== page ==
Someone asked me the other day: “How do Wildlife Guides know so much?”
The Australian Bush is our workplace, and learning on the job is continual and infinite. You can never learn everything nature has to teach, but it is tremendous fun to try.
During a walk on a recent Wildlife Journey in East Gippsland we came across a deceased Tawny Frogmouth. My first reaction was sadness for the loss of such a beautiful bird.
My second reaction was curiosity. How did she* die? We looked around the scene – it was in the middle of the bush, nowhere near a road or powerline. The ground around the dead bird was undisturbed. She lay face down, wings outstretched, head to one side – as if she had fallen from the tree and died almost immediately.
I examined the feathers visually for any sign of major damage. Feathers are strong, light and pliant and can visually hide an injury. Some major trauma (like vehicle strike, collision with object) will break a group of feathers in one location, and severe illness will often affect the appearance of the feathers, making them dull or misshapen.
All I could see were healthy feathers and some normal wear on the tips of the primaries.
I rolled the Tawny Frogmouth over gently. A large pink patch, bare of feathers, in the middle of the chest caught my attention. Could this be the fatal injury?
The bare patch was symmetrical, and placed right at the deepest point of the breast. The skin looked healthy and undamaged. There were no broken feather shafts.
The bare patch on this Tawny Frogmouth was a brood patch, not an injury. She was sitting on a nest recently.
Brood patches develop in many types of birds as a way of transferring heat to their eggs. The feathers in a region of the breast or belly fall out (or in some species are pulled out) just before nesting. The brood patch stays bare for the whole incubation time, and sometimes for weeks after the chicks hatch. In some birds the brood patch even develops increased blood flow during incubation.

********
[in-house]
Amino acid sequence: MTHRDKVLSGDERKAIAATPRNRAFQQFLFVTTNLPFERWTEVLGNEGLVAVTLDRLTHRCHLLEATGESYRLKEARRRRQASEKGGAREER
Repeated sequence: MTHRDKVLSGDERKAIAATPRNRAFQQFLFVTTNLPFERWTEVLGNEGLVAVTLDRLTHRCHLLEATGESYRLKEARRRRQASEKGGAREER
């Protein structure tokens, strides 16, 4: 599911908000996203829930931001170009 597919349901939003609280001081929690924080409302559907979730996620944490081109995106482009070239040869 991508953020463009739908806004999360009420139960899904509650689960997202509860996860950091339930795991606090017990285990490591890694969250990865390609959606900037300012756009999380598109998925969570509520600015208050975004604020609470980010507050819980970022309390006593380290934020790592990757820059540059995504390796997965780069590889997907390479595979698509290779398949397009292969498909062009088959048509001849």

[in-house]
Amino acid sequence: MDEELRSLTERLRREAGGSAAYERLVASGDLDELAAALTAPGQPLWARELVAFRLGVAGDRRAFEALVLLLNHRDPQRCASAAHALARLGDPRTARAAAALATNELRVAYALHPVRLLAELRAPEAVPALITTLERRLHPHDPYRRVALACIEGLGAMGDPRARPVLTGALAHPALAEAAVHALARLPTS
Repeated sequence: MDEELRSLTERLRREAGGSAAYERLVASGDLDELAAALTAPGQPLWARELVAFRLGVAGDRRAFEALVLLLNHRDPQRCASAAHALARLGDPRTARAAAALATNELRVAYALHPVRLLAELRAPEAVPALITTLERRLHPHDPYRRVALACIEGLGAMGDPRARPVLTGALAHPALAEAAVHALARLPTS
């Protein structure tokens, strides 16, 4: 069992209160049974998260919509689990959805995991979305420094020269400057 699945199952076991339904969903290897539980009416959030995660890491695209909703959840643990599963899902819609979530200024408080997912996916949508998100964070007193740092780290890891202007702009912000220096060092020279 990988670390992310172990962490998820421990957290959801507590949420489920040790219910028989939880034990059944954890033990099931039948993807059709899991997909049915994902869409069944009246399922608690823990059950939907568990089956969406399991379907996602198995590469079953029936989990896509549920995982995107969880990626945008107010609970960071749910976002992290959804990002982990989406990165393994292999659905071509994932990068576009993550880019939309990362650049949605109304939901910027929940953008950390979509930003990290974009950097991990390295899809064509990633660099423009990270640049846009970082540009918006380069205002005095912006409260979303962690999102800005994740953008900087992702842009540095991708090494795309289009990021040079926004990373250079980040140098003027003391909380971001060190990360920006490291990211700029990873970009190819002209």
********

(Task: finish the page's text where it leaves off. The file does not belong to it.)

Tawny Frogmouth pairs mate for life, and male and female share the care of their chicks. The male sits on the nest in the daytime, and they share brooding in the nighttime. Both sexes develop brood patches at this time.
I looked around for a nest. Nothing. It was December, and we have records of Tawny Frogmouths on nests in August, September & October*. Tawny Frogmouths sit on the eggs for a month, and chicks leave the nest after another month.
Hopefully she had fledged chicks by now, that were being looked after her partner.
Next year her partner might have a new spouse – one who is keen for a home and a chance to breed. In nature, death is an opportunity for new life.
It is sad that this Tawny Frogmouth died, but her death was not wasted. She educated me, and gave me a reason to learn more about – and hopefully help – her kind.
The best way to learn about nature is to explore, investigate and read. If you see something interesting, take photos and when you get back home read and learn about it. Then share what you’ve seen and learned so that others, and nature, can benefit. Your observation could help with the conservation of that species.
TAWNY FROGMOUTH CONSERVATION STATUS:
Here’s some websites that you can submit sightings and photographs to (even if you’re not sure what species it is):
Note: if you find a dead endangered bird with a brood patch, it is worthwhile notifying the Threatened Bird Network at BirdLife Australia email@example.com or T: (03) 9347 0757 as soon as possible. There is a chance that eggs or chicks could be saved if found.
LIST OF ENDANGERED BIRDS
NOTES & REFERENCES:
* I an unsure of the sex of this bird, so I’ve chosen the feminine for ease of reading.
*Our nesting records are from the You Yangs near Melbourne – the majority of nesting appears to occur in these months in the south. Raymond Island is probably similar.
Read about Tawny Frogmouths here: http://www.birdlife.org.au/bird-profile/tawny-frogmouth
and more about brood patches here: https://web.stanford.edu/group/stanfordbirds/text/essays/Brood_Patches.html